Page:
Pigmeat Markham, comedian extraordinaire
On this date we mark the birth of Pigmeat Markham in 1904. He was an African American comedian.
From Durham, North Carolina, Dewey Pigmeat Markham began his long career in 1917, dancing in traveling shows. He traveled the southern 'race' circuit with blues singer Bessie Smith and later appeared on burlesque bills with Milton Berle, Red Buttons, and Eddie Cantor. By the 50s, Markham was one of Black America's most popular entertainers through his shows at the Regal in Chicago, the Howard in Washington, and in particular, New York's famed Apollo.
Despite being Black, he applied burnt cork make-up to his face, a device that caused many of his fans to believe he was actually white. He later made several successful appearances on the influential Ed Sullivan television show and was signed by Chess during the 60s. The Chicago-based label issued several in-concert albums and his 1968 novelty hit, 'Here Comes The Judge'. This tongue-in-cheek recording was inspired by the artist's catch phrase, which was used extensively on the American television comedy series Rowan And Martin's Laugh-In.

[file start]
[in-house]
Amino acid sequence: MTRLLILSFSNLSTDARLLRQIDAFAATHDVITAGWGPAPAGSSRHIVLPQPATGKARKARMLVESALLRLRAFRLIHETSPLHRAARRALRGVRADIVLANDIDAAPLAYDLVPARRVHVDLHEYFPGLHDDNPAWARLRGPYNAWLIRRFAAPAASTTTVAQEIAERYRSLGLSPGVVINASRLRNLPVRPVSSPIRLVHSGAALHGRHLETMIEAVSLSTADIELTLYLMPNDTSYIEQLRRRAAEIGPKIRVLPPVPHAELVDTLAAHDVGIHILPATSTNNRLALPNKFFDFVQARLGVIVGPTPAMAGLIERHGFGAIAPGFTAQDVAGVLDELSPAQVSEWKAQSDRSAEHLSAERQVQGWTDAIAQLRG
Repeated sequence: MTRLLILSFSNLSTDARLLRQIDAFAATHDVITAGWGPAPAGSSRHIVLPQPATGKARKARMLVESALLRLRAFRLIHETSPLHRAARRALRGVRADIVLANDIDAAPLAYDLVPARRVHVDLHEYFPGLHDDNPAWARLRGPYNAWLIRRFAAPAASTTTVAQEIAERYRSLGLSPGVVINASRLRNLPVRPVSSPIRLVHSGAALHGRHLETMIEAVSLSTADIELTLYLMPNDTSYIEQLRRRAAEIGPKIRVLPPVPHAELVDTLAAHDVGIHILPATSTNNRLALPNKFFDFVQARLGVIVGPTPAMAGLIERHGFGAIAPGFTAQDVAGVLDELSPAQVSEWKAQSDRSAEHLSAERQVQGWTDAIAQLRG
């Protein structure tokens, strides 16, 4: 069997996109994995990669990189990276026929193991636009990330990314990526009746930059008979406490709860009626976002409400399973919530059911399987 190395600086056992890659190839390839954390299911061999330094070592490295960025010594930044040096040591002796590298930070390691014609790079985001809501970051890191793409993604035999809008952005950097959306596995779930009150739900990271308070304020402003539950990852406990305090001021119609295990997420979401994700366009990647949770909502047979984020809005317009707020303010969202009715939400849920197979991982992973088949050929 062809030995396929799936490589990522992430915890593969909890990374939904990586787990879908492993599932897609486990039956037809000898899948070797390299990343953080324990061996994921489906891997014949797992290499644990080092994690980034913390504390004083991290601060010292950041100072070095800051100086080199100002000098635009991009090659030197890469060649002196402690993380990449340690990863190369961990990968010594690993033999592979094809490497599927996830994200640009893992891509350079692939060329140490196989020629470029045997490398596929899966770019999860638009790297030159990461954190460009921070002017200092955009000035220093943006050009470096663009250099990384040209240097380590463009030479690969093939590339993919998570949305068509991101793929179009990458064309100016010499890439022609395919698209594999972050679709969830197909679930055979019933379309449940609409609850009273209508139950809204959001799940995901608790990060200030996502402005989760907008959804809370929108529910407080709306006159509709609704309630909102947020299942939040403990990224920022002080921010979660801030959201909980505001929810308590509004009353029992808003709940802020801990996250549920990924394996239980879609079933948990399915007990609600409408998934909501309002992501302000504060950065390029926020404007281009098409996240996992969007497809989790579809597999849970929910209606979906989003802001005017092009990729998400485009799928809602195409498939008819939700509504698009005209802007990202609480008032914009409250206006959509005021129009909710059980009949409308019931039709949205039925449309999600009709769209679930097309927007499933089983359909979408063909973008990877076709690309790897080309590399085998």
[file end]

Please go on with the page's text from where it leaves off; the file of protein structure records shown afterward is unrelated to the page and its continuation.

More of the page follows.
Although hampered by a competitive version by Shorty Long, Markham enjoyed a Top 20 hit in the USA and England. Pigmeat Markham remained a well-known figure until his death on December 13, 1981.
African Americans/Voices of Triumph
by Dr. Henry Louis Gates Jr.
Copyright 1993, TimeLife Inc.
Today in American History